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Sustainable Forest Management (SFM) Toolbox

Forest and Landscape Restoration

This module is intended for people involved in the restoration of forest cover at the landscape scale. It sets out the main steps involved in planning forest and landscape restoration, including decisions on the types of intervention to be used, where to intervene in the landscape, and how much restoration might be undertaken to achieve local-to-national objectives. The module reviews some of the technologies and institutional arrangements that are likely to be needed, and financial aspects. It provides links to tools for, and case studies of, effective restoration and rehabilitation efforts at the landscape scale.

General context

Considerable reforestation in the last 100 years has been aimed at creating industrial timber resources, but two changes are under way. One concerns the purpose of reforestation: rather than simply producing forest products such as timber, reforestation is increasingly targeting the delivery of environmental services(1). The second change concerns scale: in the past, reforestation was seen mostly as a national responsibility. Recently, however, the very large area of degraded land worldwide has prompted international bodies to call for ambitious global restoration programmes. At the same time, there is increasing recognition of the role that individual farmers and other smallholders can play in reforesting some or all of their lands – in addition to the role previously played by governments and corporations.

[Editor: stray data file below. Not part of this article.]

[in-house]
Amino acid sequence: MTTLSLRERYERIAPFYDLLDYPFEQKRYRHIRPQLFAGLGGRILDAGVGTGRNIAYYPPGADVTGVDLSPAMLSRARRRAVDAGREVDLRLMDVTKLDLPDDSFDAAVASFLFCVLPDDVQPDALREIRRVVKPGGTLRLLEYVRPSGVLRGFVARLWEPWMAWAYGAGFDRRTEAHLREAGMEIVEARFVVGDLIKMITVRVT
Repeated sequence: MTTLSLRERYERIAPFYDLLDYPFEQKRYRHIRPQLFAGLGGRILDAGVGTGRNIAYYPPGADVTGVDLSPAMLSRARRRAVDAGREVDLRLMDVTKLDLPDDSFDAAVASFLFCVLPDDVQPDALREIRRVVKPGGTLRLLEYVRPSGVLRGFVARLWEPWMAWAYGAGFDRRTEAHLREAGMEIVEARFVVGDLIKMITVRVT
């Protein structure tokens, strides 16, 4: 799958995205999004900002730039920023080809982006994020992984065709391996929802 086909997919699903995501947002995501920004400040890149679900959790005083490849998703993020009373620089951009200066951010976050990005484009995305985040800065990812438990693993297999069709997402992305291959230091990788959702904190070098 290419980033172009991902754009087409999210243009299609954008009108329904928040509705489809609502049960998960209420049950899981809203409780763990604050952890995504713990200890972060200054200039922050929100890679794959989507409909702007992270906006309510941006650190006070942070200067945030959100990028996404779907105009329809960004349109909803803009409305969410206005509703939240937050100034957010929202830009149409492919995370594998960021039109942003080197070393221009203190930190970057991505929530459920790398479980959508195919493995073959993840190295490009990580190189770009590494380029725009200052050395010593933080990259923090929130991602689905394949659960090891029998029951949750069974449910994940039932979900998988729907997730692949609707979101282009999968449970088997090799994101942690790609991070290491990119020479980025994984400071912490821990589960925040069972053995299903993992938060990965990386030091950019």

The change in emphasis and scale mean that the reforestation methodologies used in the last 100 years to create industrial timber resources will not necessarily be appropriate in the future. There is an increasing need for timber, food security, clean water, biodiversity conservation, cultural and recreational opportunities, and poverty alleviation. Reforestation efforts must be capable of responding to all these in the face of climate change, which will likely have major impacts on the ways in which landscapes are managed.